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San Diego Council Votes to Rope Off Seals at Beach

April 19, 2006|Tony Perry | Times Staff Writer

SAN DIEGO — Supporters of the harbor seals that live on the beach at the Children's Pool in La Jolla won a round Tuesday in the long-running feud over whether the beach belongs to seals or humans.

The San Diego City Council, at the nudging of the National Oceanic and Atmospheric Administration, voted 7 to 1 to install a rope barrier to keep people from the seals during pupping season, from Jan. 1 to May 1.

But the decade-long fight over the sheltered cove is far from over, including a pending court ruling that could allow the city to dredge the beach. Dredging would most likely force the seals to relocate to another beach or an outcropping of rocks offshore.

The seals have become a major tourist attraction. But their feces have polluted the sand and water.

The cove has been a favorite for families since the 1930s, when newspaper heiress Ellen Browning Scripps donated money to build a breakwater so that children could have a place to wade. For unknown reasons, the seals arrived in the mid-1990s.

The council voted in 2004 to dredge the beach to encourage tidal flushing, but the action has been caught in litigation. A trial court judge ruled in favor of dredging, but the issue is on appeal.

Members of the Sierra Club and La Jolla Friends of the Seals urged the council to vote in favor of the rope barrier, saying the 200-plus seals and their offspring need the protection. Without a barrier, the seals are likely to be harassed by beachgoers, they said.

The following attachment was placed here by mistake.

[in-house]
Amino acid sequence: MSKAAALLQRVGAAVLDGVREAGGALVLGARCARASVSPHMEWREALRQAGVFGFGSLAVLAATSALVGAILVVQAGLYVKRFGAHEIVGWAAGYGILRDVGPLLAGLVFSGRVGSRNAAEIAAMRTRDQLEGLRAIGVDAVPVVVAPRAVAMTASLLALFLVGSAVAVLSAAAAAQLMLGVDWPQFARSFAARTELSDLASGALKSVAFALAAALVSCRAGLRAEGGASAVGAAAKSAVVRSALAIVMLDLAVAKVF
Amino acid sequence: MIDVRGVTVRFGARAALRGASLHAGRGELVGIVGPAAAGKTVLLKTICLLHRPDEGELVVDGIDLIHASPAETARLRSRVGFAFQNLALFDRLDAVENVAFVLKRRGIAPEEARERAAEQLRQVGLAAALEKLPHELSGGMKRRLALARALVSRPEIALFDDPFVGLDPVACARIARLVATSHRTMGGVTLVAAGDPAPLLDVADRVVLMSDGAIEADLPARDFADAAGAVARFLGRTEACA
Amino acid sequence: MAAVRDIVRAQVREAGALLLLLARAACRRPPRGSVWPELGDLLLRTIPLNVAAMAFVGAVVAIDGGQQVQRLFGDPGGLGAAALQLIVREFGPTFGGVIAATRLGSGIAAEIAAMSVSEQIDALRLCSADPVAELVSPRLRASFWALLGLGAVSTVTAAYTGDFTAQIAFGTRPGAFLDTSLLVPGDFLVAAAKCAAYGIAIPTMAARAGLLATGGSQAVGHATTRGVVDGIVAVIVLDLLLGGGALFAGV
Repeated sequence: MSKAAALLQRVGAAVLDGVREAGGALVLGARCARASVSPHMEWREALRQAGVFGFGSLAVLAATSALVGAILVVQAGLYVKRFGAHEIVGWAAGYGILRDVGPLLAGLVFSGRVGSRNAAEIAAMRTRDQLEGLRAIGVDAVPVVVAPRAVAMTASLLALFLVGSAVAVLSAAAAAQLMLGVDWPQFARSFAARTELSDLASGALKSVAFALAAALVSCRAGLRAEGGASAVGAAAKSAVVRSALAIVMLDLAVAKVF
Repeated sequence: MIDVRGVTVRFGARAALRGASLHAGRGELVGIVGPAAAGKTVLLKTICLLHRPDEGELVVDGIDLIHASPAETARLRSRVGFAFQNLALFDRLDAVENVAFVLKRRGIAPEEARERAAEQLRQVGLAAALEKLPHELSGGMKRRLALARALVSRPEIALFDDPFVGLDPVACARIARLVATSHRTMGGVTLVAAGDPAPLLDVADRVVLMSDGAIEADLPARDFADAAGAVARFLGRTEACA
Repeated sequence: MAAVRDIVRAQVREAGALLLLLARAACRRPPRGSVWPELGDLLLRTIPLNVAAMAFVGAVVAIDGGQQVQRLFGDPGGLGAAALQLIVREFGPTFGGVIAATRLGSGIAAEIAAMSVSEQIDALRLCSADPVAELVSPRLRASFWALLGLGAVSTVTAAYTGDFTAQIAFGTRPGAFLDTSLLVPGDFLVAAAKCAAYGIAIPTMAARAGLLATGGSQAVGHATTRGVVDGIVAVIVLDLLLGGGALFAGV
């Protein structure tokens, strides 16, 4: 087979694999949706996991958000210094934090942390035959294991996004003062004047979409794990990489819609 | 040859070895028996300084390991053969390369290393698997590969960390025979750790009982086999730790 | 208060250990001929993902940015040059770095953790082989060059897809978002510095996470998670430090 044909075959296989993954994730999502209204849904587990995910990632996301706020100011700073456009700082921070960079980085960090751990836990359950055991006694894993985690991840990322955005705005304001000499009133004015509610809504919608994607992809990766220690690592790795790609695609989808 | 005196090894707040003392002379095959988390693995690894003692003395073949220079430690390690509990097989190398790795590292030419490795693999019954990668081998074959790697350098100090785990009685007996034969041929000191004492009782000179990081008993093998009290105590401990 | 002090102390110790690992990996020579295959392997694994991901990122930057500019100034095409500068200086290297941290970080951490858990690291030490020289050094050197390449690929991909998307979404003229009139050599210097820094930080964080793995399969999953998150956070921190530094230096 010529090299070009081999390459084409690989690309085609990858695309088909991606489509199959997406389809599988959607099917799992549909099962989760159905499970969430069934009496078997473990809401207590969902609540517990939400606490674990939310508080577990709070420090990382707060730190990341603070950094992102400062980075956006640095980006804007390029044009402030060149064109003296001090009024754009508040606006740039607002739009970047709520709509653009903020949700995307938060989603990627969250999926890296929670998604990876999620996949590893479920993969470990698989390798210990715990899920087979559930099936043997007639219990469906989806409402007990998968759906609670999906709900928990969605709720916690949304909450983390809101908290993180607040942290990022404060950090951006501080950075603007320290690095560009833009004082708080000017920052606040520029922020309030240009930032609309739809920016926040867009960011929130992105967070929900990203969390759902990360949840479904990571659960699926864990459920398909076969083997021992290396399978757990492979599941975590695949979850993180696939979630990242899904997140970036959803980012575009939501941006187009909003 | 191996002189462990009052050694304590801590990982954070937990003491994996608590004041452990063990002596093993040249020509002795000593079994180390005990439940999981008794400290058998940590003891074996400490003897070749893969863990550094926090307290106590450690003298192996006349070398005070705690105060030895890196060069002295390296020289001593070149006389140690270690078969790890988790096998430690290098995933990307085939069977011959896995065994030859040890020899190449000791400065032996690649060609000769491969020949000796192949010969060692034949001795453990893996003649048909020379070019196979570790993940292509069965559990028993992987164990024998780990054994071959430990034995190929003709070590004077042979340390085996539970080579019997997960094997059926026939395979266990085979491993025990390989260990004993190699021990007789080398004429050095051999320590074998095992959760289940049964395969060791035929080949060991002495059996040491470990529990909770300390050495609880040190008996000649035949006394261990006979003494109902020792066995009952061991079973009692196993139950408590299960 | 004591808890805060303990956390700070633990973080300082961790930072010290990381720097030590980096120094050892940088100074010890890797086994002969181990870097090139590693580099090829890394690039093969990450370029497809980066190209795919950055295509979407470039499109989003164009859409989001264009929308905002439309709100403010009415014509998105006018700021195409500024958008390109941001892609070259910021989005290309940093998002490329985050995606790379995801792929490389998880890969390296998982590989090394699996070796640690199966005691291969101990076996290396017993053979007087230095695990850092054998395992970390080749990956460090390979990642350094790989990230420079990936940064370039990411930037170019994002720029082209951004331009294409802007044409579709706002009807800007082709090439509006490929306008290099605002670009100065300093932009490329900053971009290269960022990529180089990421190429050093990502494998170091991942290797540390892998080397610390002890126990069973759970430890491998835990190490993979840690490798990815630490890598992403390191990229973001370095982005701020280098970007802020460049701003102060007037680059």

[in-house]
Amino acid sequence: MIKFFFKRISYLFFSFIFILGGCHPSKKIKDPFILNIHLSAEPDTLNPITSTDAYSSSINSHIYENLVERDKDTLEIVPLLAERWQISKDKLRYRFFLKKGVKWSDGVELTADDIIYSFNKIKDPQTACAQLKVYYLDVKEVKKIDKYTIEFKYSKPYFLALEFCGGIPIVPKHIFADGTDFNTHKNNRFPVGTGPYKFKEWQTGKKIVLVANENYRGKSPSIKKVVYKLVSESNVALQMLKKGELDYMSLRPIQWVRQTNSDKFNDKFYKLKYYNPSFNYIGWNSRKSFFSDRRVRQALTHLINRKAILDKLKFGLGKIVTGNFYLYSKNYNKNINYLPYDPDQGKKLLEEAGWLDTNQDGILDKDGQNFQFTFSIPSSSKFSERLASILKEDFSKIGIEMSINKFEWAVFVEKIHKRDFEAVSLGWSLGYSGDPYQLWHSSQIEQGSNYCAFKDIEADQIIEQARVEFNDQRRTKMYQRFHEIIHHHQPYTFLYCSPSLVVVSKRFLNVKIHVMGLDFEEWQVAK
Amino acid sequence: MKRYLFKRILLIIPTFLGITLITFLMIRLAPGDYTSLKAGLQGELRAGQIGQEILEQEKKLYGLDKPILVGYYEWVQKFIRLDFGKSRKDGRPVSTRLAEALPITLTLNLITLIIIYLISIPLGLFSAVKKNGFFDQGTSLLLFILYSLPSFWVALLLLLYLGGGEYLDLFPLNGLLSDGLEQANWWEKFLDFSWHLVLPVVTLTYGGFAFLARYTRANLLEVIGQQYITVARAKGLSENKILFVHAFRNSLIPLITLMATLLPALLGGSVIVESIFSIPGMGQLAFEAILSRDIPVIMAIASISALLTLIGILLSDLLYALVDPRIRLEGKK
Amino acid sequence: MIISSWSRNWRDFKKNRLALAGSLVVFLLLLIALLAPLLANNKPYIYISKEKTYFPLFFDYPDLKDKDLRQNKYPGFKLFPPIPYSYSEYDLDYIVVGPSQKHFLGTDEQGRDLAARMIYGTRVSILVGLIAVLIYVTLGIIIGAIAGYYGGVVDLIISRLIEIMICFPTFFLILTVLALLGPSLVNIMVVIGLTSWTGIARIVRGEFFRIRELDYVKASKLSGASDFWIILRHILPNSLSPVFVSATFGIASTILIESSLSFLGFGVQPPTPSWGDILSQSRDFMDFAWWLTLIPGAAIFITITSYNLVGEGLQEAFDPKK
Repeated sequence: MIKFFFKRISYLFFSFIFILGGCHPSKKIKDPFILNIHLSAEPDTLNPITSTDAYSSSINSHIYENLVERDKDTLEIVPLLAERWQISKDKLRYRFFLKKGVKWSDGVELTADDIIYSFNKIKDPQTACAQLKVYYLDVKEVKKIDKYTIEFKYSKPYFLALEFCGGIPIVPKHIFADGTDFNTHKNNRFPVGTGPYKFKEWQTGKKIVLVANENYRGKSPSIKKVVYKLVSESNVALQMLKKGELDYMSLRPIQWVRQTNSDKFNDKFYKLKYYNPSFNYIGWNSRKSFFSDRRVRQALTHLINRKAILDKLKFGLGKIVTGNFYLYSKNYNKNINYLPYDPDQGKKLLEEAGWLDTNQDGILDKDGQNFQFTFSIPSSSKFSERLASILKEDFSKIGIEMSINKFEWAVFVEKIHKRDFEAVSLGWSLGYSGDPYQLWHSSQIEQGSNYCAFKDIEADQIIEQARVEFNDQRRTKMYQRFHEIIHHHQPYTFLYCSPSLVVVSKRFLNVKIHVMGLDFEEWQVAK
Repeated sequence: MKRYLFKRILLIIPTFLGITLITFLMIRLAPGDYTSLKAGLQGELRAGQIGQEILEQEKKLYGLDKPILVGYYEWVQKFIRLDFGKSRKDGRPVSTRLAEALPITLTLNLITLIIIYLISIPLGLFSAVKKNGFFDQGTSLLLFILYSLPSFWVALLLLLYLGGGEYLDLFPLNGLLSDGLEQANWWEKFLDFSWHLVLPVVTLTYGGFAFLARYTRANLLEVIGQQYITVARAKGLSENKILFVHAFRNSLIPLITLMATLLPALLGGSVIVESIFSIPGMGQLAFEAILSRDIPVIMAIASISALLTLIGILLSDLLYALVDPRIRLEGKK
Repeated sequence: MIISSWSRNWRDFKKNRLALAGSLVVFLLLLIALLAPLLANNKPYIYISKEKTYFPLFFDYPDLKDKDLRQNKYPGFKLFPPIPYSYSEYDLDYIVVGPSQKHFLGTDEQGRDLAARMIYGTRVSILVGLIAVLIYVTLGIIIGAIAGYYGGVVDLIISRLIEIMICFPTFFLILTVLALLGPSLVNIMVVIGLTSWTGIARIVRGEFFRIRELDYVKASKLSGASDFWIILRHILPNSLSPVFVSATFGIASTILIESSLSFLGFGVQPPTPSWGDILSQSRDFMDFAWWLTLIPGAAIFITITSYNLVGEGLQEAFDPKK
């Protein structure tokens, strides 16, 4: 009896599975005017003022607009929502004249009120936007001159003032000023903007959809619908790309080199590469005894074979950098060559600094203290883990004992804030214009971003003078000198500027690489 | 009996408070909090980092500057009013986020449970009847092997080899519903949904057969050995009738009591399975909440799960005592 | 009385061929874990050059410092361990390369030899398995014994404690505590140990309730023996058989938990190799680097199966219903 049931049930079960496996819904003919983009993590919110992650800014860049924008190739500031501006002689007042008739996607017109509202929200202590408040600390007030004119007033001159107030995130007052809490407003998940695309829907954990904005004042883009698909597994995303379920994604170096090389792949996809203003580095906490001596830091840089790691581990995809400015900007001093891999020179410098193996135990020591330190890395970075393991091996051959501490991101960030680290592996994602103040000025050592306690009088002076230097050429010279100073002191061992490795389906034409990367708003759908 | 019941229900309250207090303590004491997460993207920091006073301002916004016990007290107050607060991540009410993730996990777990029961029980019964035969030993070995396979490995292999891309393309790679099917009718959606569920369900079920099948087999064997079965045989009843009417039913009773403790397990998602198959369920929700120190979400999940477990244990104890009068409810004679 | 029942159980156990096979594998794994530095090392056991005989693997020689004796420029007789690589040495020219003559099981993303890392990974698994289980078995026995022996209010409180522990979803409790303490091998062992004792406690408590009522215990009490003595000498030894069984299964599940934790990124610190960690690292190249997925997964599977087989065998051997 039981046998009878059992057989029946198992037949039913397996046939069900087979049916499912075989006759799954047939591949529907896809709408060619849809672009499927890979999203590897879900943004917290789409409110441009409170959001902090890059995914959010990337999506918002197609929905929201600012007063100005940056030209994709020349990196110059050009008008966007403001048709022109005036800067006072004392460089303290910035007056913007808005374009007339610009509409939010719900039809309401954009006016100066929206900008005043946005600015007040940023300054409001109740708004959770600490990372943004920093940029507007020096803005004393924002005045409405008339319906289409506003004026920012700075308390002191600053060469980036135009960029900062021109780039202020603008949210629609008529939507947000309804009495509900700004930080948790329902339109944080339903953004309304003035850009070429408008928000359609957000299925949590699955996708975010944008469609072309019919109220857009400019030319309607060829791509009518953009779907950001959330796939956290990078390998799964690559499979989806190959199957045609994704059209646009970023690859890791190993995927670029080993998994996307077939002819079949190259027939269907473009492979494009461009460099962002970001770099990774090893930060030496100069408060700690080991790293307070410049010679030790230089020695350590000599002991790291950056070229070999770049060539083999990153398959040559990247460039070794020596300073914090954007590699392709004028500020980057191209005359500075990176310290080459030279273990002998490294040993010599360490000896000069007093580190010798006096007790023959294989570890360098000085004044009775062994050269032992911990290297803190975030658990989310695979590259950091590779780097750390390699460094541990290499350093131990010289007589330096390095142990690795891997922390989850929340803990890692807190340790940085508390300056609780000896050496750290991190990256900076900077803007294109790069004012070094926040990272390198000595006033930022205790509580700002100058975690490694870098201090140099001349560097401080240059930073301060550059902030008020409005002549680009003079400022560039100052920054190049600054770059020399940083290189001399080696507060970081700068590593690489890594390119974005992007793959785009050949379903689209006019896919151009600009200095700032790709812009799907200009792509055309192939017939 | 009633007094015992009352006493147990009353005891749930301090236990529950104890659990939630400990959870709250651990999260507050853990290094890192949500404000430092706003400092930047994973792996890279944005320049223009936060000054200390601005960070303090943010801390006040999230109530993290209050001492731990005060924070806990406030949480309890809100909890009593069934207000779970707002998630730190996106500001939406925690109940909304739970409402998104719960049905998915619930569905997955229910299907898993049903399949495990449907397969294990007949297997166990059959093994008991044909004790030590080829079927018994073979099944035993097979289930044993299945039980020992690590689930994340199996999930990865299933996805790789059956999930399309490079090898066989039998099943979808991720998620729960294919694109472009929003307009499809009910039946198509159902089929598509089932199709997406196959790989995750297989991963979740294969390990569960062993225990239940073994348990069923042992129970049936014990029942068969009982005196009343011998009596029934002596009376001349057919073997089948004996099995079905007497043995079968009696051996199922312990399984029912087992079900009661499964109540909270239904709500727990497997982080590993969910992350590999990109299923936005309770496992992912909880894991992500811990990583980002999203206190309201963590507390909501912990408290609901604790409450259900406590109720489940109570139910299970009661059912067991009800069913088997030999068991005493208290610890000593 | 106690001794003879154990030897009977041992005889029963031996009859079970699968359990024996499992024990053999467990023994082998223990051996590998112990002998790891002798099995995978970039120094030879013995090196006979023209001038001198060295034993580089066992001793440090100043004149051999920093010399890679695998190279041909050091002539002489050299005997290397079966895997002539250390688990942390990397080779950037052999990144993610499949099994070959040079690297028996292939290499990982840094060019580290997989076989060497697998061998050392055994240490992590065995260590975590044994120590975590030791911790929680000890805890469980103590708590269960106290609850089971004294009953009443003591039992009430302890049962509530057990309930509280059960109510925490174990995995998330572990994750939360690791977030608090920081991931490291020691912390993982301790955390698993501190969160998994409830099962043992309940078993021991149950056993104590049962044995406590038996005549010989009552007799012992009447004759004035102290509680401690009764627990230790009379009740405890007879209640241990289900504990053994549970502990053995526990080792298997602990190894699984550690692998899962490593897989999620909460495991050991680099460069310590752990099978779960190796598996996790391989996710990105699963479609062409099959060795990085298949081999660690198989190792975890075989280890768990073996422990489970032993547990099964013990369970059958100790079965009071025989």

But others said the seals are attracting great white sharks and thus endangering surfers, swimmers and boogie boarders. A half-eaten seal washed up on the cove last year, prompting lifeguards to issue the first shark-alert in decades.

"The city over the last eight years has set up a feeding station in La Jolla for the great white shark," said Richard Guarascio, one of several residents who spoke against the rope barrier. "Remove the food source from the Children's Pool before someone is killed."

The issue has brought angry disputes and protests from both sides.

The federal agency has installed cameras at the cove to catch anyone harassing the seals.

"I hope in the future that the humans can be a little more respectful not just of the seals but of one another," said Councilwoman Donna Frye.

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